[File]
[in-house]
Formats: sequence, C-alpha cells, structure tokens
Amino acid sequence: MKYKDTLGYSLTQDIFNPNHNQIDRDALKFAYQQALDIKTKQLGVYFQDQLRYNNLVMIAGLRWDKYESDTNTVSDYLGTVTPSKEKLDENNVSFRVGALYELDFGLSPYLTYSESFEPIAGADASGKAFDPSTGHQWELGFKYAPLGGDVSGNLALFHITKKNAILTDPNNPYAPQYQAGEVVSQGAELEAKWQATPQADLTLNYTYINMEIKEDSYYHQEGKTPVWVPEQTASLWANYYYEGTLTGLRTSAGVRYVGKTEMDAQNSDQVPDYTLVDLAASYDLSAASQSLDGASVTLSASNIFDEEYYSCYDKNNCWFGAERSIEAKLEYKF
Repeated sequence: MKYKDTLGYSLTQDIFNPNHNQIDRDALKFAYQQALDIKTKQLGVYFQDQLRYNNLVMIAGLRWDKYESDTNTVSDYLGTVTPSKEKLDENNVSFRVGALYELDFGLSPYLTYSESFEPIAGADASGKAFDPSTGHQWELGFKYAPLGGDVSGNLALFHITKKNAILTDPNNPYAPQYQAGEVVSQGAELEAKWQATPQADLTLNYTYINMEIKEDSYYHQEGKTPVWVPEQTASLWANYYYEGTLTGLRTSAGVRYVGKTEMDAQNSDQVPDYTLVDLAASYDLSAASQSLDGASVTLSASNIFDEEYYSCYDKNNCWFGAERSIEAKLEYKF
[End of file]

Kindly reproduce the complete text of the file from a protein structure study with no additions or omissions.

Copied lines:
[in-house]
Formats: sequence, C-alpha cells, structure tokens
Amino acid sequence: MKYKDTLGYSLTQDIFNPNHNQIDRDALKFAYQQALDIKTKQLGVYFQDQLRYNNLVMIAGLRWDKYESDTNTVSDYLGTVTPSKEKLDENNVSFRVGALYELDFGLSPYLTYSESFEPIAGADASGKAFDPSTGHQWELGFKYAPLGGDVSGNLALFHITKKNAILTDPNNPYAPQYQAGEVVSQGAELEAKWQATPQADLTLNYTYINMEIKEDSYYHQEGKTPVWVPEQTASLWANYYYEGTLTGLRTSAGVRYVGKTEMDAQNSDQVPDYTLVDLAASYDLSAASQSLDGASVTLSASNIFDEEYYSCYDKNNCWFGAERSIEAKLEYKF
Repeated sequence: MKYKDTLGYSLTQDIFNPNHNQIDRDALKFAYQQALDIKTKQLGVYFQDQLRYNNLVMIAGLRWDKYESDTNTVSDYLGTVTPSKEKLDENNVSFRVGALYELDFGLSPYLTYSESFEPIAGADASGKAFDPSTGHQWELGFKYAPLGGDVSGNLALFHITKKNAILTDPNNPYAPQYQAGEVVSQGAELEAKWQATPQADLTLNYTYINMEIKEDSYYHQEGKTPVWVPEQTASLWANYYYEGTLTGLRTSAGVRYVGKTEMDAQNSDQVPDYTLVDLAASYDLSAASQSLDGASVTLSASNIFDEEYYSCYDKNNCWFGAERSIEAKLEYKF